Tips for the season
According to Mackey, shoppers wishing to protect themselves from such attacks should think about:
- Not storing their credit card information on any website. That’s because if the website could be hacked to install skimming software, it can probably be hacked to collect credit card information other ways
- Using a third party one-time use payment method such as Apple Pay, Google Wallet or PayPal – however, they should confirm that the prompt from the webpage presented by their chosen payment method looks and behaves normally. That’s because if the website could be hacked to install skimmers, then it likely can be hacked to redirect users to a fake payment portal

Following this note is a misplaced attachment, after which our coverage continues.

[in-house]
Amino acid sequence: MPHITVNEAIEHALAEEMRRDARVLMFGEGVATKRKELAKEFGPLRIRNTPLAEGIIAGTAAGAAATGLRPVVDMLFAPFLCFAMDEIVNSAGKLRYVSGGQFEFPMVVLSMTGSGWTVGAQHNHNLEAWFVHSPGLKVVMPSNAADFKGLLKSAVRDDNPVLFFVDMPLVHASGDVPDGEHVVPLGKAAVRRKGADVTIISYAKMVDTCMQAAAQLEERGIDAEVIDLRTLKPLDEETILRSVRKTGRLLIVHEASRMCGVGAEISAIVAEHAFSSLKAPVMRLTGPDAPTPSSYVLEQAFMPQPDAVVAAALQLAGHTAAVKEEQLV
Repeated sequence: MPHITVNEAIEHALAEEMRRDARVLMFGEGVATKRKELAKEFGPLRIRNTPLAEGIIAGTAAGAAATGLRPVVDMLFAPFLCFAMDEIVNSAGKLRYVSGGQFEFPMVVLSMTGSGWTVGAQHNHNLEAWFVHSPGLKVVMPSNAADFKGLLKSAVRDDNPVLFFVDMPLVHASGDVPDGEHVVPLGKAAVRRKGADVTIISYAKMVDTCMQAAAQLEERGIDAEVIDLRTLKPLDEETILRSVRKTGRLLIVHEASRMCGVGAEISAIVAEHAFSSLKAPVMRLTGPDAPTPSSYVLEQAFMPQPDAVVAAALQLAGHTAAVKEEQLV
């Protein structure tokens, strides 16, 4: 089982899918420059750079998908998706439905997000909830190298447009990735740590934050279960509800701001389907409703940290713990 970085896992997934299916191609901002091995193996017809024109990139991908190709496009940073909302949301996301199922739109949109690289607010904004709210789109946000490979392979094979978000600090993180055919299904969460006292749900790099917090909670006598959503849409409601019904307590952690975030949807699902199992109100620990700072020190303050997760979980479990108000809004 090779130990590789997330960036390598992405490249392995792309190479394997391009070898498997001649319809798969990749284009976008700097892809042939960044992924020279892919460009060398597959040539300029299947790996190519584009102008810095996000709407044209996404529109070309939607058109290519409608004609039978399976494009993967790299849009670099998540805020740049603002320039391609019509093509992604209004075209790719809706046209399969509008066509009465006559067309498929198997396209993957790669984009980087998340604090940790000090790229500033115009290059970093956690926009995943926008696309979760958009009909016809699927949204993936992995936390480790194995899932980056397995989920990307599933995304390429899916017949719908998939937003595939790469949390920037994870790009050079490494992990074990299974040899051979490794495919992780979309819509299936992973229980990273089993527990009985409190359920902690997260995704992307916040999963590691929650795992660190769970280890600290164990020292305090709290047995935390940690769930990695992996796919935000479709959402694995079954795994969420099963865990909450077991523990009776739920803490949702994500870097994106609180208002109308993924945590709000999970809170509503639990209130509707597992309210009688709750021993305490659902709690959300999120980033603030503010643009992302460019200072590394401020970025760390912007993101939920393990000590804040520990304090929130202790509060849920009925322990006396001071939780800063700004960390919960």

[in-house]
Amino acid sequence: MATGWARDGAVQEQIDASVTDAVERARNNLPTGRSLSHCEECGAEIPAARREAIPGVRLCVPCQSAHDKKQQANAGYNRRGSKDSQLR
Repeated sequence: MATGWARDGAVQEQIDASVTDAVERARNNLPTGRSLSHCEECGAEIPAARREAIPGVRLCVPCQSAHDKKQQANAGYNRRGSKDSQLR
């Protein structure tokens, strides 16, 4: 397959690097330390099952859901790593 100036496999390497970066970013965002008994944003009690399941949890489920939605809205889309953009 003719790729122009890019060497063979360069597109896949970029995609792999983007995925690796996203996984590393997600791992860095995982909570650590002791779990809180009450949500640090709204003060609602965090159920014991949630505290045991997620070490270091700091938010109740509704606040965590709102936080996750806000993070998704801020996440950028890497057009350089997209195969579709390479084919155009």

- Enabling purchase alerts on all credit cards. This allows for immediate monitoring of purchases and helps shorten the length of time malicious actors can use a stolen card
- Disabling international purchases for all credit cards. This not only limits the ability for malicious actors to profit from the card, but also enables law enforcement to better prosecute perpetrators
- Only making purchases at home or when connected to your cellular provider’s network. While coffee shops or other free WiFi locations are convenient, they carry the risk that someone has poisoned the DNS settings and can divert users to fake sites.